In a completely different article I’d written that researchers found a number of different patterns of relapse among alcoholics who went to rehab and that in fact, the vast majority of those who did relapse never went back to the kind of heavy drinking that characterized their earlier problem (see here for One is too many, a thousand not enough). While this research touches on a different aspect of relapse, it once again challenges our thinking about the crucial factors in relapse prevention among addicts. Everyone knows that triggers are important, but the fact that they are at least as powerful and apparently longer lasting dangers than even being re-exposed to the addictive drug is a novel one. Still, this isn’t very surprising given the very long-lasting impact of drugs of abuse (especially stimulants like crystal meth) on learning mechanisms. In my opinion, and based on my own experience, those changes are essentially permanent and the only thing that makes an ex-user less likely to run back to pressing that drug lever when being re-triggered 10 years later is the life they’ve built, the experience they have, and the training they’ve undergone in reacting to those triggers. As you can see from the graph above, if a person runs back to the drugs and actually starts using again on that first, second, or third exposure to a trigger they are likely to start the whole cycle again, possibly making it ever more difficult to escape the next time.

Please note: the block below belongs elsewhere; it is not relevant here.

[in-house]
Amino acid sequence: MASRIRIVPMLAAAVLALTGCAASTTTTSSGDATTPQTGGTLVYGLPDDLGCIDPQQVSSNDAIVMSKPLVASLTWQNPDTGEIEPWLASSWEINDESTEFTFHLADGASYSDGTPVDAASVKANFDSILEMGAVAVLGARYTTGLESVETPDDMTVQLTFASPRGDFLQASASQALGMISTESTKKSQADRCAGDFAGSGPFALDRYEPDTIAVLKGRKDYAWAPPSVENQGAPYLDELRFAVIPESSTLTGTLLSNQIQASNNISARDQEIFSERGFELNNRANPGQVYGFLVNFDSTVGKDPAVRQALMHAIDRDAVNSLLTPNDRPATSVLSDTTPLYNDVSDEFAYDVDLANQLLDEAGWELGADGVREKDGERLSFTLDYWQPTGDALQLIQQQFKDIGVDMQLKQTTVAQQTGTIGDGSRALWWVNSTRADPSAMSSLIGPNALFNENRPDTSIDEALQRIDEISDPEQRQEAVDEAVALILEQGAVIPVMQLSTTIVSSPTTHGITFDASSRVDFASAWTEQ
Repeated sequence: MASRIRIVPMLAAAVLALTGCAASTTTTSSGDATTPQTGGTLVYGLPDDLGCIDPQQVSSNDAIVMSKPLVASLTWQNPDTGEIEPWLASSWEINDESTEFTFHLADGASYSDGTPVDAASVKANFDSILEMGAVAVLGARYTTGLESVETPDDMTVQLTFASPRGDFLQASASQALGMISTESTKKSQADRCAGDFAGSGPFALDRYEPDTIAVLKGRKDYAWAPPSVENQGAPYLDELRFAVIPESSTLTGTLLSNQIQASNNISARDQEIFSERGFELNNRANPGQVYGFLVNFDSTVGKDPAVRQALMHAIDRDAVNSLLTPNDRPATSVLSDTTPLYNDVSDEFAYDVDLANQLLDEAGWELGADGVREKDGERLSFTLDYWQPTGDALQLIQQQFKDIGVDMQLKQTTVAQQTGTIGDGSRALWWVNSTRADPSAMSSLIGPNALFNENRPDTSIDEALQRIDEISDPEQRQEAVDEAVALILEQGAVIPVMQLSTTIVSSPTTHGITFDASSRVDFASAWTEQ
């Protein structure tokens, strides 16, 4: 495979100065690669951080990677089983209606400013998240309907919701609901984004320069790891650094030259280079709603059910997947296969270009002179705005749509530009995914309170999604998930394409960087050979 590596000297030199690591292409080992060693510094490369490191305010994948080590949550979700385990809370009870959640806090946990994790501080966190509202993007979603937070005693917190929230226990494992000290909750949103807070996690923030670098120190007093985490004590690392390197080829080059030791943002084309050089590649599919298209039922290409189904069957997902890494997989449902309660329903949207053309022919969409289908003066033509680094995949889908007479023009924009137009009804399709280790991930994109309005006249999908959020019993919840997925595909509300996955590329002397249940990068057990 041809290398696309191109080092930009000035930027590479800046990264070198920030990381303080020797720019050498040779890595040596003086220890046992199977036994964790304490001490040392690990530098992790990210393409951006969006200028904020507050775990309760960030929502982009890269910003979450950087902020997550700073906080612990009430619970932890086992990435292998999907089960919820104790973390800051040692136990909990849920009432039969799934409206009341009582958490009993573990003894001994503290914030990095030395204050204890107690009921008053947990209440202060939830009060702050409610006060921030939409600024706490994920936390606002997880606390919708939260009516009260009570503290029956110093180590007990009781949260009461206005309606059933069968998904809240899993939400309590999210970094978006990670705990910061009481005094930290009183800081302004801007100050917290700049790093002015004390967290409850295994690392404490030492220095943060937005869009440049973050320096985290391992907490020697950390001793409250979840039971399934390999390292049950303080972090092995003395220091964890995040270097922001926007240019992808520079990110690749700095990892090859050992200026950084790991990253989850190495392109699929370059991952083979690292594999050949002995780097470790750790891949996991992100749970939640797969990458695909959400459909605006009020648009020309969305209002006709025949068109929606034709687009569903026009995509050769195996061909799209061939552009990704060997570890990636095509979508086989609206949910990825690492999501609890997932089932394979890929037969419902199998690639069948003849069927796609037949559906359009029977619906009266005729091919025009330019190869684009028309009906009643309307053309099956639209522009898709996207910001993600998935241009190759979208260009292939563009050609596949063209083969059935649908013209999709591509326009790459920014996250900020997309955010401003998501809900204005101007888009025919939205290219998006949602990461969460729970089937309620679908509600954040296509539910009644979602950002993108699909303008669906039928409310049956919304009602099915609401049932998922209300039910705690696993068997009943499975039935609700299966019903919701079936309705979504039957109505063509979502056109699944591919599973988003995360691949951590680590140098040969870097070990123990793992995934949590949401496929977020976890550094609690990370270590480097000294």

Obviously preventing trigger-induced relapse should be a major strategy of addiction treatment and indeed, from CBT relapse prevention strategies to groundbreaking medications that have been shown to be effective for relapse rate reduction (like Vivitrol, Buprenorphine, Bupropion, and more), there is quite a bit of effort going exactly that way.
Yijin Yan, Kiyofumi Yamada, Atsumi Nitta and Toshitaka Nabeshima (2007). Transient drug-primed but persistent cue-induced reinstatement of extinguished methamphetamine-seeking behavior in mice. Behavioral Brain Research, 177, 261-268.
|Posted in: Education, For addicts, Meth, Tips, Treatment
Tags: 12 step, abstinence, abstinent, addiction, CBT, cues, drug, drug seeking, lever, little light, meth, mice, people place things, pressing lever, relapse, research, stress, trigger, triggers